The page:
Gearing up for Chase Season 2022

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It’s almost April, which means it’s that time of year when Convective Season plans are made.

As for me, not much has changed between 2021 and now. I will be in the same vehicle (2015 Subaru Forester) repping Highways & Hailstones gadgets and gizmos, and helping with severe weather operations for KAKE-TV.

Beth and I will be roaming the Plains throughout the Spring and early Summer months, with plans for a week “Chasecation” in May, much like we did last year when we spent a few days in Colorado, Kansas, Nebraska and Oklahoma.

The live stream will be up during every chase, so people like you can follow the action and the adventure. Just visit Highwaysandhailstones.com and click on Live Map. Chase logs are so easy using the Highway and Hailstones Mobile App – more on that here. I’ll be Live Streaming using Highways & Hailstones using the setup from 2021, H&H makes it easy to broadcast the whole chase on the Live Map and the same stream goes to my Facebook page!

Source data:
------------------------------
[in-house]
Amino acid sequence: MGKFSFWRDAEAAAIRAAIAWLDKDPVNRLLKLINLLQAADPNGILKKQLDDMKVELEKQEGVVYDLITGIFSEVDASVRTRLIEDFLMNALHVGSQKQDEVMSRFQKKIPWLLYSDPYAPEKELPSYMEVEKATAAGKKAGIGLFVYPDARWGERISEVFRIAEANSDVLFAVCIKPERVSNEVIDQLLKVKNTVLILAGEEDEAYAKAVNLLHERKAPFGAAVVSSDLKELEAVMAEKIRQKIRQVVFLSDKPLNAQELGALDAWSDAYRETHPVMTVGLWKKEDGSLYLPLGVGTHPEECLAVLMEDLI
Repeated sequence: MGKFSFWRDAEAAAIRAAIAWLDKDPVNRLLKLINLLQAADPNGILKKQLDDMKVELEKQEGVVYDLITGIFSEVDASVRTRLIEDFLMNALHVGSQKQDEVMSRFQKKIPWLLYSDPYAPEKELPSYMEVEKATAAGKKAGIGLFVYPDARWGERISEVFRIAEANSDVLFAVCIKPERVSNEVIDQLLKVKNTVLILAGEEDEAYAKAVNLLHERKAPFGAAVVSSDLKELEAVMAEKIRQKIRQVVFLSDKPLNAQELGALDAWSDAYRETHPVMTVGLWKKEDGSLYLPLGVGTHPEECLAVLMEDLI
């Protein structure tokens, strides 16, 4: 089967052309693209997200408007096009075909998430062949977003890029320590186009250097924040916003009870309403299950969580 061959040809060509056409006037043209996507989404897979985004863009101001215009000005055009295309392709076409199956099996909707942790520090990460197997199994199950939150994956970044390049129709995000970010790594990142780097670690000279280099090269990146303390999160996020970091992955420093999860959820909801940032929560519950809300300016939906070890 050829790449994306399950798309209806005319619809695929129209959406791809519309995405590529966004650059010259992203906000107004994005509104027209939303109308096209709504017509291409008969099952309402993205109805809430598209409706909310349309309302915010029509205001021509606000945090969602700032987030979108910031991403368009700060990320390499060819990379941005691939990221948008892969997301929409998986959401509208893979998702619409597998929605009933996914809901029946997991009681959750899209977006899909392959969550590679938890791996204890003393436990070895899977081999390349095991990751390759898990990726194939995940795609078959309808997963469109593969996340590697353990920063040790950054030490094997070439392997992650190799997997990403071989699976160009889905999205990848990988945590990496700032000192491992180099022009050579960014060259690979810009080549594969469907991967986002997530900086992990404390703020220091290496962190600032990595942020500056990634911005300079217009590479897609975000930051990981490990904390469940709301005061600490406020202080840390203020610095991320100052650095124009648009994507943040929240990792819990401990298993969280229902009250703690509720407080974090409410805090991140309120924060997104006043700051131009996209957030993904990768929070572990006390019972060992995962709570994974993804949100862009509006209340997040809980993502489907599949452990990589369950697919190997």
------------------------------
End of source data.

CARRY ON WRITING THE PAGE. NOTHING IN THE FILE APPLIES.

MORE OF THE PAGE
Beth Bowdoin and Bryce Kintigh scan the skies for rotation last fall in Oklahoma.

So, what do I expect, as far as an active/inactive chase season this year? The hint may be in the ENSO pattern we are firmly situated in.

Sea Surface Temperature Anomalies, courtesy of NOAA.

The NOAA Climate Prediction Center gives a 53% chance of La Nina continuing through the next several months. With a negative anomaly of sea surface temperatures in the equatorial regions, storms may be fewer and far between, but the storm days we have may be bigger.

While La Nina conditions generally favor a drought-like pattern across the Central US, many may remember how active 2007 was, in terms of severe weather. That year was influenced by a strong La Nina off the west coast of South America. While nothing with weather is definitive, all signs point toward a more active Spring than we had in 2021, at least in terms of chasing in Tornado Alley.

The Chase vehicle is gassed up, tires pressures checked, oil is changed. Data cards are charged and activated, just ready for that first chasing opportunity.

The Storm Prediction Center has highlighted a large area of Kansas, Oklahoma and Texas with severe weather potential for Tuesday, March 29. In writing this post, my intuition likes an area just east of Woodward, Oklahoma. But, with several days between now and the possible event, many small details will emerge.

The Severe Weather Outlook for March 29, 2022, courtesy of the Storm Prediction Center.


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